From the outside, the transfer of Theo Walcott to Southampton will be seen as just romance, but it is so much more than just that.
The 31-year-old has re-joined the club he left over 14-years ago, with so much changing for both parties in that time.
For the club, a relegation to the third tier of English football for the first time in 50 years, as well as back-to-back promotions up to the Premier League, two Europa League campaigns, and nine consecutive seasons as a top division side.
Walcott has returned having obtained 347 Premier League appearances, as well as 47 caps for the England senior side, and two FA Cups.
According to The Athletic, Walcott rejected offers from Crystal Palace, Burnley, and Fulham to persue a move to his boyhood club, making his intent clear to Carlo Ancelotti that he would only leave Everton to move to the South Coast.
However, the incoming of the winger will be anything but a send-off to his career, with the academy graduate ready to be a part of a competitive Southampton squad once again.
So why Theo Walcott?
If nothing else, Walcott will provide valuable cover for the first team. With the departure of Sofiane Boufal, and injury to Moussa Djenepeo (who are both more natural on the left side anyway) the winger will be an astute backup to Stuart Armstrong.
Walcott is almost guaranteed to start the upcoming game against Chelsea, with Ralph Hasenhuttl already ruling out the Scotsman for the upcoming game at Stamford Bridge. However, when the former Celtic man is deemed fit once again, a place amongst the substitutes is almost a guarantee for the 32-year-old, unless a match-winning performance against the Blues’ is shown.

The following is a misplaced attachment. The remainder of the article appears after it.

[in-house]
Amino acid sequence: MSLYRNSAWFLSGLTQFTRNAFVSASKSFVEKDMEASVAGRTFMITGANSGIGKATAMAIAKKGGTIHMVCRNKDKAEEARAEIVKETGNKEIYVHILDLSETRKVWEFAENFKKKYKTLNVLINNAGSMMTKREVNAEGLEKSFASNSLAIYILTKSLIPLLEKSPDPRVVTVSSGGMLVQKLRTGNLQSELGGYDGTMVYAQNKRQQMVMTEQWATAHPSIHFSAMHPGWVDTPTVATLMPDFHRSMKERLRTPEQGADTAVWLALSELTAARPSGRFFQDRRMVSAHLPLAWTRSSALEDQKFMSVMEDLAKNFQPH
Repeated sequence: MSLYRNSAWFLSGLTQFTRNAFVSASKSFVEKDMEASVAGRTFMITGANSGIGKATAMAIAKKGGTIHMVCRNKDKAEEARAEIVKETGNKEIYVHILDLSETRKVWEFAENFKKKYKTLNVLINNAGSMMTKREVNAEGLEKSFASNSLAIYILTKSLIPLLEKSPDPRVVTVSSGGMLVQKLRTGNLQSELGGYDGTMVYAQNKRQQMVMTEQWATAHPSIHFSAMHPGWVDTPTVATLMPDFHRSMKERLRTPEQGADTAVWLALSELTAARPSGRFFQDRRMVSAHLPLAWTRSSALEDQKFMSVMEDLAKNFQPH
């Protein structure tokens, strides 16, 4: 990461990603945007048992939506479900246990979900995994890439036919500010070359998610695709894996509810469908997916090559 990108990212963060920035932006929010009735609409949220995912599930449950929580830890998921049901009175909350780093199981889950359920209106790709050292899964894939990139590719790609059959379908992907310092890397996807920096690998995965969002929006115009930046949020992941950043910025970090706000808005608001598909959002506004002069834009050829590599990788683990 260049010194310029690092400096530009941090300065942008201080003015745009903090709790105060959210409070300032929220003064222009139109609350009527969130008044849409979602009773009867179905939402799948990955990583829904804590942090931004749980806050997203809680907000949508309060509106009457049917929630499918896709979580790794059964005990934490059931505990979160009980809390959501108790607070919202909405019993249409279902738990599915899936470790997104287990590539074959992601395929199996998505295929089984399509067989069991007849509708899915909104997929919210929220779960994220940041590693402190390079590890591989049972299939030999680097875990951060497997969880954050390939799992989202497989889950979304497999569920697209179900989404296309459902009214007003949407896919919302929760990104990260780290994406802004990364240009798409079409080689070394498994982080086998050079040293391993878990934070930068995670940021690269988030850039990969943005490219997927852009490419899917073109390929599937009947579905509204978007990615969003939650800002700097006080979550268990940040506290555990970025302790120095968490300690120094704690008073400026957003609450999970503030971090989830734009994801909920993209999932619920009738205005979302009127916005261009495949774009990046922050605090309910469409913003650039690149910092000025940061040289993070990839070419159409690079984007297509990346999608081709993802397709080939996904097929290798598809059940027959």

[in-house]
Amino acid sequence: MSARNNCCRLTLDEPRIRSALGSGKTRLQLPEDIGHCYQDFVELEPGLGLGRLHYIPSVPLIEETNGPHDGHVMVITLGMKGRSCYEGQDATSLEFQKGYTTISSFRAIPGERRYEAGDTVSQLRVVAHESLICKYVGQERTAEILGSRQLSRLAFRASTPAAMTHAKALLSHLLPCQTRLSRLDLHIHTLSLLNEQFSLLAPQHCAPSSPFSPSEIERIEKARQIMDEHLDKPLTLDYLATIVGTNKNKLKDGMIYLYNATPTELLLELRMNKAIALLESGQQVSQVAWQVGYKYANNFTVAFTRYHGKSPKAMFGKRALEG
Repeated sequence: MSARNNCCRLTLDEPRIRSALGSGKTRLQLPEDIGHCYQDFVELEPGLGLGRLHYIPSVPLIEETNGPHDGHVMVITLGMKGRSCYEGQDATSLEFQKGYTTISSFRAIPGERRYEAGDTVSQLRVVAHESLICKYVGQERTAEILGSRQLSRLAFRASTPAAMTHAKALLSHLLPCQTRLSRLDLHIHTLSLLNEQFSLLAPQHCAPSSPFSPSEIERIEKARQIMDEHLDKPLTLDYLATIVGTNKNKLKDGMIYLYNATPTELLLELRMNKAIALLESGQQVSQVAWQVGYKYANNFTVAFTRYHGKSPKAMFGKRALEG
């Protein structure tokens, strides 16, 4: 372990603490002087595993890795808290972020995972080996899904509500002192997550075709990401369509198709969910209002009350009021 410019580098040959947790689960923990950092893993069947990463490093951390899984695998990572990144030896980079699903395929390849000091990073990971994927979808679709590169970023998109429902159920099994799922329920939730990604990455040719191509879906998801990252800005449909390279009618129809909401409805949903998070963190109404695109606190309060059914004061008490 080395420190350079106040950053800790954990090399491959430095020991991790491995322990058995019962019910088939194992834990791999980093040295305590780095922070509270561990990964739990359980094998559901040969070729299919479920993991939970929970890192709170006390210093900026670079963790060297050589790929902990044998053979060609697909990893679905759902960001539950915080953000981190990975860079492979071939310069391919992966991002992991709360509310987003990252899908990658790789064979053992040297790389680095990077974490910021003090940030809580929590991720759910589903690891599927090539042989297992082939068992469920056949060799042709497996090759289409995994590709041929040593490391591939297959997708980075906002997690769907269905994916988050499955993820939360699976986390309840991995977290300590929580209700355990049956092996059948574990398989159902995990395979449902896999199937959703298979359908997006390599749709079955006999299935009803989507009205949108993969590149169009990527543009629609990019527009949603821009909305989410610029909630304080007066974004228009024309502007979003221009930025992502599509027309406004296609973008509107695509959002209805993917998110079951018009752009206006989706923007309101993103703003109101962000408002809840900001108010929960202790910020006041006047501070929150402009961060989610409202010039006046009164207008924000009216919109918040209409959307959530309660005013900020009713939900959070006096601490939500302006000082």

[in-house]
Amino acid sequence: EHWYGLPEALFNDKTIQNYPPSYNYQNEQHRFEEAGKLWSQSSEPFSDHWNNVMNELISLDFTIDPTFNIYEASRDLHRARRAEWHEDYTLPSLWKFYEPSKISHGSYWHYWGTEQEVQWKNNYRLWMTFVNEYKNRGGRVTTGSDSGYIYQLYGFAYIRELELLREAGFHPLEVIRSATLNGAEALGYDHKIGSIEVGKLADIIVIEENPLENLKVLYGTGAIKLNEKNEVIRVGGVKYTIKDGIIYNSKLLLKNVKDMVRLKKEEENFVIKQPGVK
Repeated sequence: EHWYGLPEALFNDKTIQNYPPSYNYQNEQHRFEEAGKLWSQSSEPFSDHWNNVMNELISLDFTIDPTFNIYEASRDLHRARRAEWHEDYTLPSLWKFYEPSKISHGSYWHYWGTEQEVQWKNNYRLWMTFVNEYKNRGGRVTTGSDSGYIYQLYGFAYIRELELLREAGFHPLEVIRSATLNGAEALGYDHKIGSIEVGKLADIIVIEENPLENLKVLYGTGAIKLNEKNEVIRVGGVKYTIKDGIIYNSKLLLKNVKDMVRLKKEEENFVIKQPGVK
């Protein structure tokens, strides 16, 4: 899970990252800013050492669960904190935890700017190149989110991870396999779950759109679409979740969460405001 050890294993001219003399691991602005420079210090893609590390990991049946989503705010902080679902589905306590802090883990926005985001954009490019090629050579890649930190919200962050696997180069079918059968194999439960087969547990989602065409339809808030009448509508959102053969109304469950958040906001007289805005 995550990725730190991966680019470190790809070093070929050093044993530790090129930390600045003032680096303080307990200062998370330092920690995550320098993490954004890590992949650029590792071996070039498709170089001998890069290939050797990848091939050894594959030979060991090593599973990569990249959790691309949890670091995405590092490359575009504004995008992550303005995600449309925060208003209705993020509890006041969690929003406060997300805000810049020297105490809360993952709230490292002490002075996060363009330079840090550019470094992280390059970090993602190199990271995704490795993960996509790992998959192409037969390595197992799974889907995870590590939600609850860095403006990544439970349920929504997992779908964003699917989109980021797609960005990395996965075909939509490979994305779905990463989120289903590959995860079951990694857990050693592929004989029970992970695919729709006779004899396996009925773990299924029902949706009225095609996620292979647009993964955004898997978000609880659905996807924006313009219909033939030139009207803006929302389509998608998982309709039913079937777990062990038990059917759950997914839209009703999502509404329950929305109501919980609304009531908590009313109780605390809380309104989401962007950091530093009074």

According to The Athletic, it is already a known fact that he comes in the second choice. The Saints’ boss sees Walcott as a player that will come off the bench often, getting onto the pitch with 25 minutes to go and make an impact on the game.
Before the England internationals addition to the squad, the next best option coming off the right-hand side was either 21-year-old Nathan Tella or 20-year-old Will Smallbone, who have played a combined 14 games of senior football – with most of those minutes coming from the subs bench.
It is also believed that Walcott’s versatility played a part in his signature, with his ability to play both on the wing, and as a striker giving the Saints multiple options.
All of this comes at quite a cheap price as well. The Athletic also reported that Southampton will pay less than half of his wage earnt at Everton, with his finances required below that of the highest earner at the club.
Coming in for the season, there is no obligation to purchase the winger at the end of the season, with the Saints’ waiting to see if he looks like a worthy investment at the end of the season. If the answer is ‘yes’, there will be no transfer fee involved, with his contract at Toffees' coming to an end at the close of the season.
It is also believed that Walcott will add a lot to the dressing room, with his professionalism and influence ready to rub off on the younger members of the Southampton squad.